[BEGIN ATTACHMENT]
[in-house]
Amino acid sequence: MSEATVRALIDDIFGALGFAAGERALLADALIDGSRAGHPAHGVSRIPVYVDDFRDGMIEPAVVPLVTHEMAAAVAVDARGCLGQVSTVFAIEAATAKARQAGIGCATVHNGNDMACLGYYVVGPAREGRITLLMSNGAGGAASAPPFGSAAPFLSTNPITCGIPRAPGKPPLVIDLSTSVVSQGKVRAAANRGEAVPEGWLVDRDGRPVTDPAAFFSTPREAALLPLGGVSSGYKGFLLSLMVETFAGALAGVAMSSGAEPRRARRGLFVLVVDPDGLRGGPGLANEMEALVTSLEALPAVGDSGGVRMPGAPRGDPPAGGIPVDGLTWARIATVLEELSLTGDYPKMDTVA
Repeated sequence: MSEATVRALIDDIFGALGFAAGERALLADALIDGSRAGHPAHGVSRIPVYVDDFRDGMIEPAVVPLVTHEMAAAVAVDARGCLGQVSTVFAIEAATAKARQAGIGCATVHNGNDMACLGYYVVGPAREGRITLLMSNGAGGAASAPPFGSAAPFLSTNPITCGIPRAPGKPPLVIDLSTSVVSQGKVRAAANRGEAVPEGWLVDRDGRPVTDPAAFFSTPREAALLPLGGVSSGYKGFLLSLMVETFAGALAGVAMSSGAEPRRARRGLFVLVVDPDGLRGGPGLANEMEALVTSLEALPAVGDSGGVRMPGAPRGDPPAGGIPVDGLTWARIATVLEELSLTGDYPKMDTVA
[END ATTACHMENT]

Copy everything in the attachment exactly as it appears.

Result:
[in-house]
Amino acid sequence: MSEATVRALIDDIFGALGFAAGERALLADALIDGSRAGHPAHGVSRIPVYVDDFRDGMIEPAVVPLVTHEMAAAVAVDARGCLGQVSTVFAIEAATAKARQAGIGCATVHNGNDMACLGYYVVGPAREGRITLLMSNGAGGAASAPPFGSAAPFLSTNPITCGIPRAPGKPPLVIDLSTSVVSQGKVRAAANRGEAVPEGWLVDRDGRPVTDPAAFFSTPREAALLPLGGVSSGYKGFLLSLMVETFAGALAGVAMSSGAEPRRARRGLFVLVVDPDGLRGGPGLANEMEALVTSLEALPAVGDSGGVRMPGAPRGDPPAGGIPVDGLTWARIATVLEELSLTGDYPKMDTVA
Repeated sequence: MSEATVRALIDDIFGALGFAAGERALLADALIDGSRAGHPAHGVSRIPVYVDDFRDGMIEPAVVPLVTHEMAAAVAVDARGCLGQVSTVFAIEAATAKARQAGIGCATVHNGNDMACLGYYVVGPAREGRITLLMSNGAGGAASAPPFGSAAPFLSTNPITCGIPRAPGKPPLVIDLSTSVVSQGKVRAAANRGEAVPEGWLVDRDGRPVTDPAAFFSTPREAALLPLGGVSSGYKGFLLSLMVETFAGALAGVAMSSGAEPRRARRGLFVLVVDPDGLRGGPGLANEMEALVTSLEALPAVGDSGGVRMPGAPRGDPPAGGIPVDGLTWARIATVLEELSLTGDYPKMDTVA